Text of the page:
The Horse

NOV 2018

The Horse:Your Guide To Equine Health Care provides monthly equine health care information to horse owners, breeders, veterinarians, barn/farm managers, trainer/riding instructors, and others involved in the hands-on care of the horse.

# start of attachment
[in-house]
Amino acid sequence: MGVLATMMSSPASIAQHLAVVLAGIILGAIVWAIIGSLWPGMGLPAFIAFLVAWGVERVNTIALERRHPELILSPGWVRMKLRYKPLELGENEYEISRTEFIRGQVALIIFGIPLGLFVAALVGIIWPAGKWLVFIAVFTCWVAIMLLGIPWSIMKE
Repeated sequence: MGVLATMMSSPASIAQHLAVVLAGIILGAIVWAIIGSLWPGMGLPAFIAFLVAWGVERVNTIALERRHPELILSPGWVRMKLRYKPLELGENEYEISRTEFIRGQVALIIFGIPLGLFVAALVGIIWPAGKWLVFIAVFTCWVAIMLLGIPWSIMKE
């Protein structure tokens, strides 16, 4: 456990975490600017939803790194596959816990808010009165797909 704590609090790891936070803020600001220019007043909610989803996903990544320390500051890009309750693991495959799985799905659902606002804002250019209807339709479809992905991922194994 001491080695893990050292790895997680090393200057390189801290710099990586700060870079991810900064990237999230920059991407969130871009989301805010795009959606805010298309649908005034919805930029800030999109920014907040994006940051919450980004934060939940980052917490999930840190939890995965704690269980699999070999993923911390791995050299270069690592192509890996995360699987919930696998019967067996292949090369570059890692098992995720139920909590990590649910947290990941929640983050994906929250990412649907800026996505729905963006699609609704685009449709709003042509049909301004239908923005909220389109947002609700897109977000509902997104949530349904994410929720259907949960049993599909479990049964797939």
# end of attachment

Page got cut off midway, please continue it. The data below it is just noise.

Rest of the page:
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20 November 2018 The Horse | TheHorse.com owner isn't prepared to handle foaling, boarding the mare at a barn under the care of someone well-versed in it might be the best option. "It's important to know where a foaling facility is and how much it will cost," she says. "In case you panic last-minute or have a problem, you know where to get help." While Veley charges $700 a month for foaling services, fees vary based on the region, length of stay, services rendered, mare value, quality of the facility, extent of technology available (e.g., foaling monitors, night vision surveillance cam- eras, etc.), and skill of the personnel. When owners ship mares to these facilities varies dramatically, depending on how far away they live. If the facility is within an hour's drive, says Ferris, the owner can transport the mare there a few days to a week prior to foaling. If the mare is going to be transported long- distance, she should ship several weeks to a month in advance. Veley asks mare owners to provide the mare's breeding history because mares tend to follow a foaling pattern. Without that history it's difficult to estimate an arrival date. "We recommend that the mare comes to us around Day 310, or at least 30 days before her expected foaling date," she says. "The mare and foal stay until the vet has checked them and given them clear- ance to travel. This is usually within the first week after foaling, unless there are complications with the mare or the foal that require more monitoring or treat- ment as per the vet." Breeding Reality There's an old saying: If you have live- stock, you also have deadstock. Breeding and, subsequently, foaling can bring the most joy and at the same time the most heartache, regardless of how immaculate your care is each step of the way. This year alone, Veley lost three horses: a 4-year-old stud, a broodmare, and a foal. "It happens to everybody, and the busi- ness can be absolutely brutal," she says. However, "it's where my heart is, and I absolutely love the breeding business." "Life is a gift, not a promise," Moore adds. "You're making a life every time you breed, and it can have its ups and downs." h 3 Tips for Small Breeders Getting a mare pregnant isn't as easy as it might seem. It takes planning, preparation, and perfect timing, especially when using cooled or frozen semen. Florida-based veterinari- an Philip M. Matthews, DVM, of Peterson & Smith Equine Hospital, in Ocala, offers his advice for small-scale breeders to increase their success rates. 1. Know each mare's reproductive history. This includes finding out whether she has been pregnant or foaled previously and her age. Some breeders are surprised to learn their mare has a disorder or fertility issues that can complicate the process. A maiden (never been bred) mare can develop fertility issues as early as age 10 or 12, and that might make achieving a pregnancy more difficult, says Matthews. 2. Know the stallion's fertility. "Ask about the fertility of the stallion and the viability of the semen," he says. "We want to do whatever possible to maximize our result, which translates to a pregnancy and, ultimately, happy mare owners." Knowing the stallion's age and the number of mares he serviced successfully in the previ- ous breeding season can help you set your expectations for success. 3. Know how best to manage the mare's cycle. Artificial insemination has made breeding to top stallions more accessible, but it also means you must manage your mare more intensively to ensure a pregnancy; timing of insemination must be nearly perfect for frozen semen and within a short window for cooled semen. Planning the timing includes knowing how many doses are available, especially for frozen semen. "If there is only one dose, it has to be used within six hours of the mare's ovulation to minimize the number of ultrasounds and to breed successfully," Matthews adds. "When two doses are available there is a little more flexibility. Insemination can be done pre- and post-ovulation then."—Katie Navarra SMALL-SCALE SUCCESS Many small-scale breeders choose to send their mares to foaling facilities equipped with the staff and technology to handle the birthing process. PHOTOS COURTESY TRICIA VELEY

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